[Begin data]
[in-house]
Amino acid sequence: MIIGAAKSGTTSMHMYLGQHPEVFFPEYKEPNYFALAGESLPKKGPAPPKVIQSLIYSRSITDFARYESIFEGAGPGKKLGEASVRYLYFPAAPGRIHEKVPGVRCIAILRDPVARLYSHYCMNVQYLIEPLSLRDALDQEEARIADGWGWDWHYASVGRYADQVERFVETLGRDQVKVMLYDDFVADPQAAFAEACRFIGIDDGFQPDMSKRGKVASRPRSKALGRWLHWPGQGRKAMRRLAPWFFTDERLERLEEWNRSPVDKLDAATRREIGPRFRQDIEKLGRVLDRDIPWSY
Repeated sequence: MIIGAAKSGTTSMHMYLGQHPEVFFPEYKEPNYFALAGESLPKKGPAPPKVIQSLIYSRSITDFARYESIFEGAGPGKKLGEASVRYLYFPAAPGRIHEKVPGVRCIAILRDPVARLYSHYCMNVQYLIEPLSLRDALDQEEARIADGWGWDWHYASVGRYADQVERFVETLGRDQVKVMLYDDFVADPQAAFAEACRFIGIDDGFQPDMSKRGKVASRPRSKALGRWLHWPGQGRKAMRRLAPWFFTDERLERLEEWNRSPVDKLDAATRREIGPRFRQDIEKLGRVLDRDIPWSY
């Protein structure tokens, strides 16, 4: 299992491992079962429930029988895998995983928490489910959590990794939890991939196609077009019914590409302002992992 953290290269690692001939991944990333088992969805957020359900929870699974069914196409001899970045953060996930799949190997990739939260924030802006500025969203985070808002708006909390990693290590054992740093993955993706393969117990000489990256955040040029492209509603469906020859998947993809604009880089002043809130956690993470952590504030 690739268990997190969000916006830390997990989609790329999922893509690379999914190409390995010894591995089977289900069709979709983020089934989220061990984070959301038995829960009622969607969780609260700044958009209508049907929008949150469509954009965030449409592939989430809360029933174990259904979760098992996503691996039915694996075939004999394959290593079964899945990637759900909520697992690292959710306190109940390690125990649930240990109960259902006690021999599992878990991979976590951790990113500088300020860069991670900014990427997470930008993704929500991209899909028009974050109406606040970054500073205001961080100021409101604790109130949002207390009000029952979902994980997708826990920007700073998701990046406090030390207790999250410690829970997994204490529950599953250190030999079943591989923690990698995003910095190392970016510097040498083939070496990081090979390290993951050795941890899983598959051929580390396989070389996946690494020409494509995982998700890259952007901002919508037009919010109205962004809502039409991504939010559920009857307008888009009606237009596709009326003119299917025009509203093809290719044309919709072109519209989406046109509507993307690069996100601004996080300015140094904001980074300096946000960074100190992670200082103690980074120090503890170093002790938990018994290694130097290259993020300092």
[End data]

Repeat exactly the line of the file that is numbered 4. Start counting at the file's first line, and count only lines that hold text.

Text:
């Protein structure tokens, strides 16, 4: 299992491992079962429930029988895998995983928490489910959590990794939890991939196609077009019914590409302002992992 953290290269690692001939991944990333088992969805957020359900929870699974069914196409001899970045953060996930799949190997990739939260924030802006500025969203985070808002708006909390990693290590054992740093993955993706393969117990000489990256955040040029492209509603469906020859998947993809604009880089002043809130956690993470952590504030 690739268990997190969000916006830390997990989609790329999922893509690379999914190409390995010894591995089977289900069709979709983020089934989220061990984070959301038995829960009622969607969780609260700044958009209508049907929008949150469509954009965030449409592939989430809360029933174990259904979760098992996503691996039915694996075939004999394959290593079964899945990637759900909520697992690292959710306190109940390690125990649930240990109960259902006690021999599992878990991979976590951790990113500088300020860069991670900014990427997470930008993704929500991209899909028009974050109406606040970054500073205001961080100021409101604790109130949002207390009000029952979902994980997708826990920007700073998701990046406090030390207790999250410690829970997994204490529950599953250190030999079943591989923690990698995003910095190392970016510097040498083939070496990081090979390290993951050795941890899983598959051929580390396989070389996946690494020409494509995982998700890259952007901002919508037009919010109205962004809502039409991504939010559920009857307008888009009606237009596709009326003119299917025009509203093809290719044309919709072109519209989406046109509507993307690069996100601004996080300015140094904001980074300096946000960074100190992670200082103690980074120090503890170093002790938990018994290694130097290259993020300092």